New football assistant coach sits down with CP
Jeff Grimes joins the CU football team as assistant coach, running game coordinator and offensive line coach. He took the time out of his busy schedule to talk to the Campus Press about his relationship with Coach Hawkins, how he mold the offensive line, and what he sees for CU in the future, among other things.
The Campus Press: Why did you choose to accept the job offered by CU?
Jeff Grimes: A number of reasons. One is Coach Hawkins is not only, I think, one of the best head coaches in all of college football, but he’s a great guy too. He’s a good friend of mine and I’ve wanted to have the opportunity to work for him for a while and it just hasn’t quite worked out to be the right time until just now.
So the first reason was Coach Hawk, and I also know a lot of other guys on the staff too. I worked with (Offensive Coordinator) Mark Helfrich at Boise State and Arizona State. He’s a great trainer and I think the world of him. But the other reason was it was an opportunity for me to do something that I felt would give me a chance to advance my career. I’ve been a line coach for 14 years, and I’ll still be coaching the offensive line, but I’ll also have the title of assistant head coach and running game coordinator. So I felt it would give me more responsibility and a greater degree of influence on the team as a whole and the opportunity to do some things in the role of assistant head coach that would maybe prepare me for another role later on down the road. I have goals beyond just being a position coach and felt this was an opportunity to advance me in that way.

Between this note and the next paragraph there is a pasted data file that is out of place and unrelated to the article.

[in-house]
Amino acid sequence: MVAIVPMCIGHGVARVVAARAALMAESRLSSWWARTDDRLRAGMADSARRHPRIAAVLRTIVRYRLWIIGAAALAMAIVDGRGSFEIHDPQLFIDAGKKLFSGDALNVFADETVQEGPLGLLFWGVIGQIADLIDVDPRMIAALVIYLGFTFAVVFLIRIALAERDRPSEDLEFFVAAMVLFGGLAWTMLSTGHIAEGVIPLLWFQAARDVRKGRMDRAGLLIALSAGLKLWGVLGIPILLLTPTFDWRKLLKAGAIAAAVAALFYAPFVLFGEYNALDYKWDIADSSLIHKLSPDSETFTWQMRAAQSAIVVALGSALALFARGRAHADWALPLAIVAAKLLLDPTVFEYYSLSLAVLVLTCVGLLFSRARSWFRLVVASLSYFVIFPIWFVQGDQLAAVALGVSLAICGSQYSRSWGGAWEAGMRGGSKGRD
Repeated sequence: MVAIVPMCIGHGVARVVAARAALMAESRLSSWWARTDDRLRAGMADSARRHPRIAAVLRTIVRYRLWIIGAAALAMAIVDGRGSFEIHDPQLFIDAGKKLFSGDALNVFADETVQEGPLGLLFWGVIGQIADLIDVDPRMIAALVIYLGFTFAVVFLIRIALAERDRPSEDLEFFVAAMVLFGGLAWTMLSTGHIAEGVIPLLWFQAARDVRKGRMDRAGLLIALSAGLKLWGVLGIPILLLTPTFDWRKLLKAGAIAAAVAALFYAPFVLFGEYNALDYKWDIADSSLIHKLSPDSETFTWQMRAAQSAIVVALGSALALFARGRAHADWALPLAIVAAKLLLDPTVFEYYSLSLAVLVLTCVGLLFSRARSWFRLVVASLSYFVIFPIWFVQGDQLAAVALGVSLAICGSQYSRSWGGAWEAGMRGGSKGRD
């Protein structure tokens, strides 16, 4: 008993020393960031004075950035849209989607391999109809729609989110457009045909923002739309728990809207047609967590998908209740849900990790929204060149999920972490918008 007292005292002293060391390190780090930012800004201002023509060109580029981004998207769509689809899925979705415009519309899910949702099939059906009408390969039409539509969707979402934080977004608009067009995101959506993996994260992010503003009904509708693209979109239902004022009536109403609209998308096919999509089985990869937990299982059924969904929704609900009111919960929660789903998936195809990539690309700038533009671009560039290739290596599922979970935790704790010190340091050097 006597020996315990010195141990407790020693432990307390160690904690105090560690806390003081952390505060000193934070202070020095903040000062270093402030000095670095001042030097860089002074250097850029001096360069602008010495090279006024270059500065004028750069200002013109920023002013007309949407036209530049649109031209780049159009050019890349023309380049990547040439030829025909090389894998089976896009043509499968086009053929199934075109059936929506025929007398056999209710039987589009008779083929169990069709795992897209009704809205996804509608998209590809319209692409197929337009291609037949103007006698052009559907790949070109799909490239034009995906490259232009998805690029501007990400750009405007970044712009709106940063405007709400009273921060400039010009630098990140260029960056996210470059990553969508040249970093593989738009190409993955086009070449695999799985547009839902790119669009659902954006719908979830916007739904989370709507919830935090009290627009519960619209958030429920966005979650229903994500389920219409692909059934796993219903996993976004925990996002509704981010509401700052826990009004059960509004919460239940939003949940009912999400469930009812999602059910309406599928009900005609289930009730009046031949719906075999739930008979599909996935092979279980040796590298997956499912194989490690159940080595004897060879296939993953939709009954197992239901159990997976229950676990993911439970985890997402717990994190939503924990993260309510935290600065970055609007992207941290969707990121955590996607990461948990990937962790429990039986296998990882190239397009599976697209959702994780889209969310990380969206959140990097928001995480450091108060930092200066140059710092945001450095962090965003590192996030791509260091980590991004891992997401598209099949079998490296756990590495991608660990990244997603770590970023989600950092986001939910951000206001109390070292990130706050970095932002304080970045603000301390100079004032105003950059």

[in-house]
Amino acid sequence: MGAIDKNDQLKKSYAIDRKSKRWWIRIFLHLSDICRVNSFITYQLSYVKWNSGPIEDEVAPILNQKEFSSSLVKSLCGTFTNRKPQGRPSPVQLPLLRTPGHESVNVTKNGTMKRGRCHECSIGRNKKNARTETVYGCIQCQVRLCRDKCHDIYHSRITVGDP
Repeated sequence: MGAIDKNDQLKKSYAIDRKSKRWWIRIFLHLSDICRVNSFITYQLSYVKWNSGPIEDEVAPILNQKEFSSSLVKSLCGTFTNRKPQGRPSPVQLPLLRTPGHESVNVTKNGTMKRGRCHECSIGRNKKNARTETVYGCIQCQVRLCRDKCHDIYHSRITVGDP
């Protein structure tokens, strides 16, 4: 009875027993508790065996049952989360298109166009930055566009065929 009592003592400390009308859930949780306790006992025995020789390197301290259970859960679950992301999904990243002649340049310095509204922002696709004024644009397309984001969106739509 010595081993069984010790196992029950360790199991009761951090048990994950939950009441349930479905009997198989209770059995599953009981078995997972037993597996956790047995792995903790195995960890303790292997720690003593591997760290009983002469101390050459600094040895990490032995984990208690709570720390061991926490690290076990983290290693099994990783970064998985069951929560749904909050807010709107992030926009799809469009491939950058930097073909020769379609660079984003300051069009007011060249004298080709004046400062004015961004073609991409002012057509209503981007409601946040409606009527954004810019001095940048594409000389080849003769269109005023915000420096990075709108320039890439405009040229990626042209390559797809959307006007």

CP: How’s your relationship with Coach Hawkins?
JG: Oh, great. He and I worked together at Boise State in 2000. Our careers took us in different directions the last few years, but a lot of times in coaching when that happens you lose touch with people. But with Hawk that never happened and we maintained our friendship.
I’ve always been impressed with him because he’s always been the same guy. Since I knew him when he was an assistant and we worked together at Boise State until he was the head coach at Boise State and one of the hottest coaching names in the country being courted by schools all over the nation and then now as the head coach of Colorado, he’s always been the same guy.